I found the answer to that question yesterday after turning off my GPS.  How many interesting places would I have missed seeing if I hadn’t accidentally taken those little side trips?  How many of those accidental discoveries of where certain roads lead me, that helped me later on, would I have missed if I didn’t take those unplanned detours?  It’s exactly like what I said to other people before: I don’t want information constantly spoon-fed to me.  It’s satisfying to figure things out on my own.

The same can be applied for dance, too.  It might take me all of class time–and in many cases, longer than that–to grasp the new steps I’m being taught, but once I get them, the feeling of victory after conquering those challenges is sweet.

The learning process for any knowledge or skills gained is more valuable than I realize.  I hate that I didn’t fully understand that while I was in school.  However, I still have numerous opportunities to learn about the world around me and put that knowledge to use in any endeavor I pursue, whether it’s interviewing for jobs, dancing, driving, or anything else.

As for my GPS, I have decided to only use it as a last resort in urgent situations.  Sometimes, it’s good to take the scenic route.


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Surprise Regret

Why do some women wear mascara on a daily basis?

That was the question I asked myself numerous times yesterday.

I wore mascara yesterday for only the second time since last October.  (The first time since last October was last month for graduation day.  The last time I wore it before last October was probably the October before.)  I had no special reason to do it; I just thought that as an aspiring young professional trying to make her way into the working world after school, I should get in the habit of wearing at least a little bit of makeup, since apparently, that’s what female professionals do.  I decided that yesterday I would start to get in that habit of wearing makeup on days when I would have to leave the house.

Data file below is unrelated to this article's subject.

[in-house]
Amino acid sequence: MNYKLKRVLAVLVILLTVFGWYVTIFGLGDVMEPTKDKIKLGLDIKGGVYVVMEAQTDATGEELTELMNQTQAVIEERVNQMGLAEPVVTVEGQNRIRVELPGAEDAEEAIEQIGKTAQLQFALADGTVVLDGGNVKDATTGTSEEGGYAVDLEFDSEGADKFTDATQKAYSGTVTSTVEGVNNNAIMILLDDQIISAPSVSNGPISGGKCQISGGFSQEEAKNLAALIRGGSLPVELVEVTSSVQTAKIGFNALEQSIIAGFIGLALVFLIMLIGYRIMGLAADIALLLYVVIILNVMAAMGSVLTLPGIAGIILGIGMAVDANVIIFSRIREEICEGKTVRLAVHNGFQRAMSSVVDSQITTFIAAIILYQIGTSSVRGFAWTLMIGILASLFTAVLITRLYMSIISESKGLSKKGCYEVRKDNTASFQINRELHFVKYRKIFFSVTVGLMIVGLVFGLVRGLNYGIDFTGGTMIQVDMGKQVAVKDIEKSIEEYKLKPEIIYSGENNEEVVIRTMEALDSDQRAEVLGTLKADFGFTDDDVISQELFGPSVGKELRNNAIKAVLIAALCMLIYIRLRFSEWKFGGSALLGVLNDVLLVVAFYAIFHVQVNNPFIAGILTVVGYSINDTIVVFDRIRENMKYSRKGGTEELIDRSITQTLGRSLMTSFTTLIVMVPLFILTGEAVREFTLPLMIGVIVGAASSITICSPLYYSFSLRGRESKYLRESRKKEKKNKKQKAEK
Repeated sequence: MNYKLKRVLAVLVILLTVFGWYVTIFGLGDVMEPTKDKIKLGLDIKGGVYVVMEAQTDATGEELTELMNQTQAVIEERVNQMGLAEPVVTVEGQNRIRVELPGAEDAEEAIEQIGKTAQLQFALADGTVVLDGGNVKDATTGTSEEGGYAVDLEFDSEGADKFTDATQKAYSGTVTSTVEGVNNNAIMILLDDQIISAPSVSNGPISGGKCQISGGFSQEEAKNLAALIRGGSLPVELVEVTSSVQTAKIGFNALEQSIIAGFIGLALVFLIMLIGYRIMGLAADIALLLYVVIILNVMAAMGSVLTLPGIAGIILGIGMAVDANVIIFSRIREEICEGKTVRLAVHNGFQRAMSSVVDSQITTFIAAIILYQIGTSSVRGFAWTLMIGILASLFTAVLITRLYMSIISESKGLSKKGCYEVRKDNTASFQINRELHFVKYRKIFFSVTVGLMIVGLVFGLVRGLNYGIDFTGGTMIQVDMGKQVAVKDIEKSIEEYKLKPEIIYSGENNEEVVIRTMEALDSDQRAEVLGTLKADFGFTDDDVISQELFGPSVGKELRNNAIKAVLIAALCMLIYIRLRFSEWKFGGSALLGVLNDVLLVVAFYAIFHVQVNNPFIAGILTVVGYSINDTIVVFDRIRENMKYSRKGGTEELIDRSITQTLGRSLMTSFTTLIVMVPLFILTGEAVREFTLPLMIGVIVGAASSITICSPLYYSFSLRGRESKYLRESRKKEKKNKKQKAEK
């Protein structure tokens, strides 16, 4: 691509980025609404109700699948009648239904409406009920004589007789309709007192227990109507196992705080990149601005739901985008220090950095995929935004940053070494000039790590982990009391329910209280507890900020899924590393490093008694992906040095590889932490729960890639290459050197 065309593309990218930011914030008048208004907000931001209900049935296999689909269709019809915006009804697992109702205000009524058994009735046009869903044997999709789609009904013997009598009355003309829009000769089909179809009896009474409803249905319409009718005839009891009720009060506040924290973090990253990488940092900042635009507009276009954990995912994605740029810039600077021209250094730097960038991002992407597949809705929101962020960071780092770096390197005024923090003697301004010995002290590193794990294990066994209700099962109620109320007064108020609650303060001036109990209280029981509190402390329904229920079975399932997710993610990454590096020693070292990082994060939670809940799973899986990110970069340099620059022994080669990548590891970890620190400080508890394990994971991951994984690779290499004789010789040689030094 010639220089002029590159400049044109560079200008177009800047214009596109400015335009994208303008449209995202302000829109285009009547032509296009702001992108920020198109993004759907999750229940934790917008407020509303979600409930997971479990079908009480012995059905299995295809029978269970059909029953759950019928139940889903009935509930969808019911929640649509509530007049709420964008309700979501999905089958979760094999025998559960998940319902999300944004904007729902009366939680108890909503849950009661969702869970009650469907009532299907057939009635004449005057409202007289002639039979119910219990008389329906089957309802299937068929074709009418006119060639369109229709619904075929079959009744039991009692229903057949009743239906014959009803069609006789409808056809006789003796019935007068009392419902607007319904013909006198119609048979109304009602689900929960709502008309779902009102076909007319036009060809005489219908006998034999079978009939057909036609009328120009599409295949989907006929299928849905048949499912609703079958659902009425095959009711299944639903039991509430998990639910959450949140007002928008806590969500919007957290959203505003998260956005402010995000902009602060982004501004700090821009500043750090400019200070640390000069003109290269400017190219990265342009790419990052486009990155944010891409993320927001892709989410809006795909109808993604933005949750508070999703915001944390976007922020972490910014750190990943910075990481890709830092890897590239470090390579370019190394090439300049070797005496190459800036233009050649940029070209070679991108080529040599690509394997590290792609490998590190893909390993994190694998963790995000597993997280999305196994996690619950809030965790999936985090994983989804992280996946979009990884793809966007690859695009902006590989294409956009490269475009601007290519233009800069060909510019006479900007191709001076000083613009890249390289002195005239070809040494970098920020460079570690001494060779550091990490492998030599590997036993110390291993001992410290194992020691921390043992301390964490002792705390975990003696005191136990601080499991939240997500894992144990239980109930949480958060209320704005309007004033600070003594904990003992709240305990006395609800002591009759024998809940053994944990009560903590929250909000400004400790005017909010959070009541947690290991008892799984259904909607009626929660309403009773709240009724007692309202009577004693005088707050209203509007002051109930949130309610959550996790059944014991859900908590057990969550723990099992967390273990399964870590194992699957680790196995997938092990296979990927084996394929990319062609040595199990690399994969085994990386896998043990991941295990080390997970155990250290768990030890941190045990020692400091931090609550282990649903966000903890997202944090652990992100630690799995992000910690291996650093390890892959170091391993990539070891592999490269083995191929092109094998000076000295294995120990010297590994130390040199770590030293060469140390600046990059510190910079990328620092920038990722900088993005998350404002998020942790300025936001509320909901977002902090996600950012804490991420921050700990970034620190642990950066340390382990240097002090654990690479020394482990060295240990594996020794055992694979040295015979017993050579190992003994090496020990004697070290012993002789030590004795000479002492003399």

For those of you who don’t know me well, I’ve never been a fan of wearing makeup every day.  Except for dance recitals, I didn’t wear it when I was a kid.  I only started wearing traces of it to school when I was 17, and only once in a while.  I can count on one hand the number of times I’ve painted my nails in the last 28 years.  I’ve never had any desire to dye, perm, straighten, or highlight my hair.  I’ve never cared about keeping up with current fashion trends or what other people think of my mostly hand-me-down and thrift shop wardrobe.  I almost never wear jewelry.  I wore makeup for a few special occasions, and for dance and skating performances as I got older, but I didn’t want to take the time to wear it on a daily basis.  I’ve gone through short phases of wearing it daily throughout my adult life, only to call it quits because of how inconvenient it is for me put makeup on every morning, especially when the reasons to not mess with it far outweigh the reasons to put it on.

I spent too much time in front of my bathroom mirror yesterday as I tried to trace the outside corners of my delicate eyelids with a razor-thin liquid eyeliner brush.  After waiting a minute or so for the dark brown eyeliner to dry, I brushed only one coat of waterproof mascara on my upper eyelashes.  I used whatever was leftover on my brush to coat my barely-there lower lashes.  Just one coat of that black goop made all of my lashes clump and look fake.  To me, fake is not beautiful.  But makeup, at least a little bit of it, is what many young professionals have to wear just so that they look more, well, professional.  Supposedly, anyway.